USA v. Virginia Miller


UNPUBLISHED OPINION FILED. [11-50031 Affirmed and Remanded] Judge: CDK , Judge: EGJ , Judge: JEG Mandate pull date is 12/12/2011 for Appellant Virginia Lee Miller [11-50031]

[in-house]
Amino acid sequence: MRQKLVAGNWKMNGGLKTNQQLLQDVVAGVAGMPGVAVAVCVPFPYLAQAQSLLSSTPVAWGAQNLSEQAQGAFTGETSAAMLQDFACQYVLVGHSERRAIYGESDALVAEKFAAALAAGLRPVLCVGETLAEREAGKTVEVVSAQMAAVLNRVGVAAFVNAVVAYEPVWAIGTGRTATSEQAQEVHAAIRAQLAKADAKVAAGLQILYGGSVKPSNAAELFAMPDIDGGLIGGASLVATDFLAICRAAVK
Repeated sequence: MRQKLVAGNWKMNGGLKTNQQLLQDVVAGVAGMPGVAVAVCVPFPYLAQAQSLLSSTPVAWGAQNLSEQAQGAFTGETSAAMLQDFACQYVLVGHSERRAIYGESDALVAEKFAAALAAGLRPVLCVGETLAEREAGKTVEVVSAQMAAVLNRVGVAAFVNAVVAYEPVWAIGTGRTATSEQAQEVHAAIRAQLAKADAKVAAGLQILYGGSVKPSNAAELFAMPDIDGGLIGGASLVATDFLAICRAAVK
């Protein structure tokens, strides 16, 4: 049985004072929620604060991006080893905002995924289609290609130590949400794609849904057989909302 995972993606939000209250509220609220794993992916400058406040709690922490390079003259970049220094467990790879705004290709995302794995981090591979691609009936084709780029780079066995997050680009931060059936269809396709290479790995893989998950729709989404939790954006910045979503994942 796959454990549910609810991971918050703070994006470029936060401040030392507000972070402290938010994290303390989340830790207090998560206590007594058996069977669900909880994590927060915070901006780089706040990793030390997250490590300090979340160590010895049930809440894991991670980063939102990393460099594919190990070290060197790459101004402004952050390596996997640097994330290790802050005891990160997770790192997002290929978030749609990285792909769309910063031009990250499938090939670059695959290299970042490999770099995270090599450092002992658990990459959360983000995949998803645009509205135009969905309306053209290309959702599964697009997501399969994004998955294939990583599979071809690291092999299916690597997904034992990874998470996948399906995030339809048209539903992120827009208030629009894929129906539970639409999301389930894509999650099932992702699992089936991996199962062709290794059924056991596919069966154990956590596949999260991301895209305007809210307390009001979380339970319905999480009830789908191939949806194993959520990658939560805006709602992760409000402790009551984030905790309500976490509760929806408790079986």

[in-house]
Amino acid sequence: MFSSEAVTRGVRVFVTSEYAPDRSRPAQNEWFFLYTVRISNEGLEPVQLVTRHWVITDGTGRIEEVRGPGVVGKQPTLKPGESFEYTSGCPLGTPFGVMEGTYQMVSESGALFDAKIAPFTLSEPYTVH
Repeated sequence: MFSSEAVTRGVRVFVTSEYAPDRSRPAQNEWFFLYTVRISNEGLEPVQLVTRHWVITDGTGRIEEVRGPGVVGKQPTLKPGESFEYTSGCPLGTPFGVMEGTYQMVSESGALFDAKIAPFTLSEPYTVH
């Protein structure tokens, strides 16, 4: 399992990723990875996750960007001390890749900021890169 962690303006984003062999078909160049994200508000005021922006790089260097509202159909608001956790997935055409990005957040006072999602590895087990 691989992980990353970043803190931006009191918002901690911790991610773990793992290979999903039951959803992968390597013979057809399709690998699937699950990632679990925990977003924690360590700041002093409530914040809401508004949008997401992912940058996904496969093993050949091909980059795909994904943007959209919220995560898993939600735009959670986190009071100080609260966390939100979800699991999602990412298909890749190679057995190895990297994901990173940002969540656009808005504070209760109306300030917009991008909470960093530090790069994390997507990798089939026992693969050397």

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Case: 11-50031 Document: 00511672049 Page: 1 Date Filed: 11/21/2011 IN THE UNITED STATES COURT OF APPEALS United States Court of Appeals FOR THE FIFTH CIRCUIT Fifth Circuit FILED No. 11-50031 Summary Calendar November 21, 2011 Lyle W. Cayce Clerk UNITED STATES OF AMERICA, Plaintiff-Appellee v. VIRGINIA LEE MILLER, also known as Virginia Frye Miller, Defendant-Appellant Appeal from the United States District Court for the Western District of Texas USDC No. 6:10-CR-46-4 Before KING, JOLLY, and GRAVES, Circuit Judges. PER CURIAM:* Virginia Lee Miller appeals the sentence imposed following her guilty plea conviction of conspiracy to distribute more than 500 grams of methamphetamine (Count 1), distribution of methamphetamine and aiding and abetting (Count 2), and distributing methamphetamine from a premises where a minor was present or residing and aiding and abetting (Count 3). The district court sentenced Miller to the statutory minimum sentence of 120 months of imprisonment on * Pursuant to 5TH CIR. R. 47.5, the court has determined that this opinion should not be published and is not precedent except under the limited circumstances set forth in 5TH CIR. R. 47.5.4. Case: 11-50031 Document: 00511672049 Page: 2 Date Filed: 11/21/2011 No. 11-50031 Count 1 and to 78 months of imprisonment on Count 2 and on Count 3, with all sentences to run concurrently. In two assignments of error, Miller challenges the district court’s rulings denying her credit for acceptance of responsibility under U.S.S.G. § 3E1.1 and declining to apply the safety valve provision of U.S.S.G. § 5C1.2 based on the finding that she did not fully and truthfully admit her conduct in the underlying offense. She argues that the finding is clearly erroneous because she admitted all of her offense conduct. She maintains that her denial of knowing about the existence of a working methamphetamine lab in her shed was entirely plausible and should not be the basis for denying her acceptance of responsibility or precluding the application of the safety valve. Under the discretionary sentencing system established by United States v. Booker, 543 U.S. 220 (2005), district courts retain a duty to consider the Sentencing Guidelines, along with the sentencing factors set forth in 18 U.S.C. § 3553(a). United States v. Mares, 402 F.3d 511, 518-19 (5th Cir. 2005). This court reviews the sentence imposed for reasonableness in light of the factors set forth in § 3553(a). Id. at 519. In Gall v. United States, 552 U.S. 38, 51 (2007), the Supreme Court established a bifurcated process for conducting a reasonableness review. United States v. Cisneros-Gutierrez, 517 F.3d 751, 764 (5th Cir. 2008). Pursuant to Gall, this court must determine whether the district court committed any procedural errors, “such as failing to calculate (or improperly calculating) the Guidelines range, treating the Guidelines as mandatory, failing to consider the § 3553(a) factors, selecting a sentence based on clearly erroneous facts, or failing to adequately explain the chosen sentence -- including an explanation for any deviation from the Guidelines range.” 552 U.S. at 51. If the district court’s decision is procedurally sound, this court will “consider the substantive reasonableness of the sentence imposed under an abuse-of-discretion standard . . . tak[ing] into account the totality of the circumstances.” Id. 2 Case: 11-50031 Document: 00511672049 Page: 3 Date Filed: 11/21/2011 No. 11-50031 I. Procedural Error A. Acceptance of responsibility Deferring to the district court’s unique position to evaluate a defendant’s acceptance of responsibility, this court examines the denial of a reduction for acceptance of responsibility “under a standard of review even more deferential than a pure clearly erroneous standard.” United States v. Outlaw, 319 F.3d 701, 705 (5th Cir. 2003) (internal quotation marks and citation omitted). This court “will affirm a sentencing court’s decision not to award a reduction under U.S.S.G. § 3E1.1 unless it is without foundation.” United States v. Solis, 299 F.3d 420, 458 (5th Cir. 2002) (internal quotation marks and citation omitted). B. Safety valve Pursuant to § 5C1.2 and 18 U.S.C. § 3553(f), a defendant who provides information to the Government may avoid the imposition of a statutory minimum sentence if the district court finds that he meets five criteria. United States v. Lopez, 264 F.3d 527, 529-30 (5th Cir. 2001). The fifth criterion, the only one at issue here, requires that by the time of sentencing “the defendant has truthfully provided to the Government all information and evidence the defendant has concerning the offense or offenses that were part of the same course of conduct or of a common scheme or plan . . . .” § 5C1.2(a)(5); see also § 3553(f)(5). “[T]he defendant has the burden of ensuring that he has provided all the information and evidence regarding the offense to the Government. This he must do no later than at the time of the sentencing hearing regardless whether the Government requests such information.” United States v. Flanagan, 80 F.3d 143, 146-47 (5th Cir. 1996). The district court’s determination of whether the defendant has provided full disclosure is a factual finding reviewed for clear error. See Flanagan, 80 F.3d at 145-46; United States v. Edwards, 65 F.3d 430, 433 (5th Cir. 1995). “Under the clearly erroneous standard, [i]f the district court’s account of the evidence is plausible in light of the record viewed in its entirety the court of 3 Case: 11-50031 Document: 00511672049 Page: 4 Date Filed: 11/21/2011 No. 11-50031 appeals may not reverse it even though convinced that had it been sitting as the trier of fact, it would have weighed the evidence differently.” United States v. Davis, 76 F.3d 82, 84 (5th Cir. 1996) (internal quotation marks and citation omitted). In this case, the district court heard testimony at sentencing that the police had a recording made during a controlled methamphetamine buy wherein Miller told the buyer that the proceeds from the sale were going to be used to fund an ongoing methamphetamine cook. Later that same day, police located an active methamphetamine lab in her shed. Nevertheless, Miller consistently maintained that she did not know about the lab. Given the testimony, the district court’s determination that Miller did not fully and truthfully admit all of her conduct in the offense is not without foundation and is plausible. See Solis, 299 F.3d at 458; Davis, 76 F.3d at 84. Accordingly, the district court’s finding is affirmed. II. Clerical Error Finally, the judgment reflects that Miller was convicted in Count 3 of violating, inter alia, 21 U.S.C. § 860(a). However, Miller was charged with, and pleaded guilty to, violating 21 U.S.C. § 860a. Accordingly, we instruct the district court on remand to correct the judgment to reflect that Miller was convicted of § 860a, rather than § 860(a). See FED. R. CRIM. P. 36. AFFIRMED; REMANDED with instructions. 4